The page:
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ISSN: 2155-6180
Journal of Biometrics & Biostatistics

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Integrating P-values for Genetic and Genomic Data Analysis

Hongying Dai1*, Richard Charnigo2, Tarak Srivastava3, Zohreh Talebizadeh4 and Shui Qing Ye4,5

1Research Development and Clinical Investigation, Children’s Mercy Hospital, 2401 Gillham Road, Kansas City, MO, 64108, USA

2Department of Statistics and Biostatistics, University of Kentucky, 725 Rose Street, Lexington, KY, 40536, USA

3Section of Nephrology, Children’s Mercy Hospital, 2401 Gillham Road, Kansas City, MO, 64108, USA

4Division of Genetics Research, Department of Pediatrics, Children’s Mercy Hospital, 2401 Gillham Road, Kansas City, MO, 64108, USA

5Department of Biomedical and Health Informatics, University of Missouri-Kansas City School of Medicine, 2464 Charlotte Street, Kansas City, MO 64108, USA

*Corresponding Author:
Hongying Dai
Research Development and Clinical Investigation
Children’s Mercy Hospital
2401 Gillham Road, Kansas City
MO, 64108, USA
E-mail: [email protected]

Received date: November 02, 2012; Accepted date: November 05, 2012; Published date: November 12, 2012

Citation:Dai H, Charnigo R, Srivastava T, Talebizadeh Z, Ye SQ (2012) Integrating P-values for Genetic and Genomic Data Analysis. J Biom Biostat 3:e117. doi:10.4172/2155-6180.1000e117

Copyright: ©2012 Dai H, et al. This is an open-access article distributed under the terms of the Creative Commons Attribution License, which permits unrestricted use, distribution, and reproduction in any medium, provided the original author and source are credited.

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Rapid developments in molecular technology have led to evolution in Biostatistics and Bioinformatics, to identify genetic variations associated with complex traits. A large amount of information becomes accessible to investigators through Genome Wide Association Studies (GWAS), gene expression arrays, whole genome sequencing and other technologies.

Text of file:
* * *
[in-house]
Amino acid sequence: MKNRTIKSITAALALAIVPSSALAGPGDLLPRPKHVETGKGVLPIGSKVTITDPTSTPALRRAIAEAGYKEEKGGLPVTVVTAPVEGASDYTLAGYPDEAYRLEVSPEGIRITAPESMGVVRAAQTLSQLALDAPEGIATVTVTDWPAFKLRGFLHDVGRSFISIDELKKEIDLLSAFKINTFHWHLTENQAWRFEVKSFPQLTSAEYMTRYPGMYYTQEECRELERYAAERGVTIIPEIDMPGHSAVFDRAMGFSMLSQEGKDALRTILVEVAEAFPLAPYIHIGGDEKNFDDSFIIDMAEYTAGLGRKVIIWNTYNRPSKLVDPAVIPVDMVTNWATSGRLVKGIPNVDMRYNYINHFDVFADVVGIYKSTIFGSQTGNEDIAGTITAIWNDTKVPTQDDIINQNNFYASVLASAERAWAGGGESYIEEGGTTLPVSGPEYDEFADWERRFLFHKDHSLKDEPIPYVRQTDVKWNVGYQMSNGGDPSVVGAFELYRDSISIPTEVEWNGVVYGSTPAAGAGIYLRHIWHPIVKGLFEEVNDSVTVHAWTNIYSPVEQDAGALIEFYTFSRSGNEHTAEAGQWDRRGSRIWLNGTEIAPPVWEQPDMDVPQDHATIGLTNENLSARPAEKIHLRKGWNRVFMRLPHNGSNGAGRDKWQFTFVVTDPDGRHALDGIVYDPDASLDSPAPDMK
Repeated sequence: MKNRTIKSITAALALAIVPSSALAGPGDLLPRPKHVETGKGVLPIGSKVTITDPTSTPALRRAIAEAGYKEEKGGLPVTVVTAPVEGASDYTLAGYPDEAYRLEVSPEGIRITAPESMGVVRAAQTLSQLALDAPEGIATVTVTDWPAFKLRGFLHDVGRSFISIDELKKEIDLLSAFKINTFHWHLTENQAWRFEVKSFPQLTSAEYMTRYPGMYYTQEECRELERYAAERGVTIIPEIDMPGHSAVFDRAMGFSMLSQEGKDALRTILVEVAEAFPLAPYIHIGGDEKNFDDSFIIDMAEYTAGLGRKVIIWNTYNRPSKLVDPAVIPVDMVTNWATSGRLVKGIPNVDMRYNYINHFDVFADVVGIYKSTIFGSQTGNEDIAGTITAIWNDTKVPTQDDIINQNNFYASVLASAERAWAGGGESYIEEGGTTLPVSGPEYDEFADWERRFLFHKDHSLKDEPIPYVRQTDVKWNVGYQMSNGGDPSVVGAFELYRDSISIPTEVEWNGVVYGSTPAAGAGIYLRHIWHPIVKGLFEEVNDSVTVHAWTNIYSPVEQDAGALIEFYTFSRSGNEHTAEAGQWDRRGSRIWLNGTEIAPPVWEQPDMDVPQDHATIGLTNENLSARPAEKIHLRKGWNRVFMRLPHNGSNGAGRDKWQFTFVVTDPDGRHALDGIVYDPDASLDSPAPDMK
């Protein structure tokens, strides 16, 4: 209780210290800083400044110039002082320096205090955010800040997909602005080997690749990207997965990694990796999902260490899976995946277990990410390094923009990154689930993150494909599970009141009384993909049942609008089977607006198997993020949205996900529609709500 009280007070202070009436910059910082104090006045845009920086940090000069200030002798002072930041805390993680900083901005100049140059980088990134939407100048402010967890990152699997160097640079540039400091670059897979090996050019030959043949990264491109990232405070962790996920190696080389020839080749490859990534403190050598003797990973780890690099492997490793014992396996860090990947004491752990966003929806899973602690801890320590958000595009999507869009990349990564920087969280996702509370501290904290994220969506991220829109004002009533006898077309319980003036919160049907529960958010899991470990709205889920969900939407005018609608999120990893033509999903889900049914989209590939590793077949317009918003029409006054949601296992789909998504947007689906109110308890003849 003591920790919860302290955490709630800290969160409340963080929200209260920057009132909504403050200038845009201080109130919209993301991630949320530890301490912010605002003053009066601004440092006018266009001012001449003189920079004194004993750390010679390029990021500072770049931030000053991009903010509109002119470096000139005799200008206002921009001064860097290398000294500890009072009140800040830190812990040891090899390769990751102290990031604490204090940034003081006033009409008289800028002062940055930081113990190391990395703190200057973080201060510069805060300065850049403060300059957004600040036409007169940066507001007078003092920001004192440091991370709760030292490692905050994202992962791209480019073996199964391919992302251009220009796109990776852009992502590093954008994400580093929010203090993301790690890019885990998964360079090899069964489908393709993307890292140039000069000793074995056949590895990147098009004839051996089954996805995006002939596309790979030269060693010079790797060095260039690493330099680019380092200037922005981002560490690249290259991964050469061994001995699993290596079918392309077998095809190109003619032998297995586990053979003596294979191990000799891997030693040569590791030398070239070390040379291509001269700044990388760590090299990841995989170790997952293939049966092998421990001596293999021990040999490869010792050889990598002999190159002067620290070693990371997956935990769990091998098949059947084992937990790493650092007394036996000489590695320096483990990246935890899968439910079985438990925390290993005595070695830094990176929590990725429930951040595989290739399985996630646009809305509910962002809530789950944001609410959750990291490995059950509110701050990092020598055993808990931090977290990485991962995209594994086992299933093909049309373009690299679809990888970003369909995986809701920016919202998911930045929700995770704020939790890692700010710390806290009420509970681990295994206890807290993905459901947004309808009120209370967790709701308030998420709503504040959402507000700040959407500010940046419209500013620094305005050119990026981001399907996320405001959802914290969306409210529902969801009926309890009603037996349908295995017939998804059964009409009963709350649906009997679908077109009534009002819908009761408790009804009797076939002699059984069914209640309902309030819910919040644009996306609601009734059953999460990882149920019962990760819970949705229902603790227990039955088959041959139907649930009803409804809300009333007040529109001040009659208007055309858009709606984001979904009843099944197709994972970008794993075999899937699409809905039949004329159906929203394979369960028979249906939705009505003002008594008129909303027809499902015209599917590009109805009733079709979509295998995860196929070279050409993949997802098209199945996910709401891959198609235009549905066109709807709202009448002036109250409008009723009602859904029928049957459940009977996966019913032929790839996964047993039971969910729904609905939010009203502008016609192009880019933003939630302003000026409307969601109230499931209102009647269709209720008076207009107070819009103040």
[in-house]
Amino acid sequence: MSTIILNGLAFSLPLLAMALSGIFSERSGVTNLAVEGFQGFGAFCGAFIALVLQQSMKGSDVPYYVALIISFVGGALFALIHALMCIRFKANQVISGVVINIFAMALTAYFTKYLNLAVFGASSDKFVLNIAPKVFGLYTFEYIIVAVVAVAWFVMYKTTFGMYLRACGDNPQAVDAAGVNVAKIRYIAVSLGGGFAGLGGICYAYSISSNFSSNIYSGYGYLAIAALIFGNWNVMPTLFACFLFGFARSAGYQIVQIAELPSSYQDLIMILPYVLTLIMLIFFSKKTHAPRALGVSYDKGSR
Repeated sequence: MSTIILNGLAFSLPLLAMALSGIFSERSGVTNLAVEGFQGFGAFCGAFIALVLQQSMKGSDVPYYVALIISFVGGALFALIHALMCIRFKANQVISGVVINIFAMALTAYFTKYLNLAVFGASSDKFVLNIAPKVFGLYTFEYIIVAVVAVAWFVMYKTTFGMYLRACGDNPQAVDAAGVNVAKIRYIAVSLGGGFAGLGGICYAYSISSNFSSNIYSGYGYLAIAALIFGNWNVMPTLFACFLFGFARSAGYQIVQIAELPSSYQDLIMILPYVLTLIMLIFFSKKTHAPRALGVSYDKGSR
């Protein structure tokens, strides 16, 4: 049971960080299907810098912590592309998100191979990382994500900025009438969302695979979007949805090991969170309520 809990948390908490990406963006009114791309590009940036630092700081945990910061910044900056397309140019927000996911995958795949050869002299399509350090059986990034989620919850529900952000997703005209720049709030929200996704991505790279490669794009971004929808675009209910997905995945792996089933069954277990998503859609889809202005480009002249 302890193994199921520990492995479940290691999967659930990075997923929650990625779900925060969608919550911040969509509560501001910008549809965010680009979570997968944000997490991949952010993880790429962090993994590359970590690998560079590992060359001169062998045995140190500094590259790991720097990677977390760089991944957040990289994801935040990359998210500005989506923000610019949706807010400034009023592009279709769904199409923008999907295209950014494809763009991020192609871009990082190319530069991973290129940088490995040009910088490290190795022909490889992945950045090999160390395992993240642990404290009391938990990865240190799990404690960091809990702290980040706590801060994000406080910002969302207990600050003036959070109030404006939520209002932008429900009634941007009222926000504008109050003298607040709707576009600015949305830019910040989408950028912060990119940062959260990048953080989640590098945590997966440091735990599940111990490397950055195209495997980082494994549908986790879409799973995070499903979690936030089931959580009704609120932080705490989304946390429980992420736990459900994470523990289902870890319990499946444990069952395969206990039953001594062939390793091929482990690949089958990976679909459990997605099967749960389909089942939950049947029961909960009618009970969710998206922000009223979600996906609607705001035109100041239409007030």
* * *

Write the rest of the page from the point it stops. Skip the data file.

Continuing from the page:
The increase of variants requires more statistical testing to be conducted in analyses, which poses a “curse of dimensionality” to multiple testing correction methods. For instance, false discovery rate (FDR) and its extended methods are commonly used to adjust multiple individual tests, in order to control the family wise Type I error [1,2]. Unfortunately, in large-scale hypothesis testing, these methods tend to yield low power to detect risk factors.

Global testing (also named omnibus testing) of p-values from numerous individual tests may combine evidence, and turn dimensionality from a curse into rich information. From a systems biology perspective, genes, cells, tissues and organs function as a system through metabolic networks and cell signal networks. In non- Mendelian inheritance such as complex disorders, a subset of variants may jointly confer moderate effects in mediating molecular activities. As a result, signals may not be significant in single marker-single trait analysis, but many such values from related genes might provide valuable information on gene function and regulation.

The global test is designed to evaluate the pattern (distribution) of p-values, instead of choosing p-values less than an arbitrary threshold. Therefore, this method has the potential to identify multiple genes with small effects. Assuming that all individual tests are independent and arise from genes with no effects, p-values are identically and independently distributed as Uniform(0,1). Taking this as a null hypothesis for the pattern of p-values in the global test, one can assess whether p-values, especially small p-values, are generated by chance. The global test of p-values is robust and can be applied to p-values from a t-test, an ANOVA, a linear mixed model, and so forth. Multiple simulation studies and case studies have demonstrated that the approach usually has sufficient power to detect signals of genetic association from a group of genes.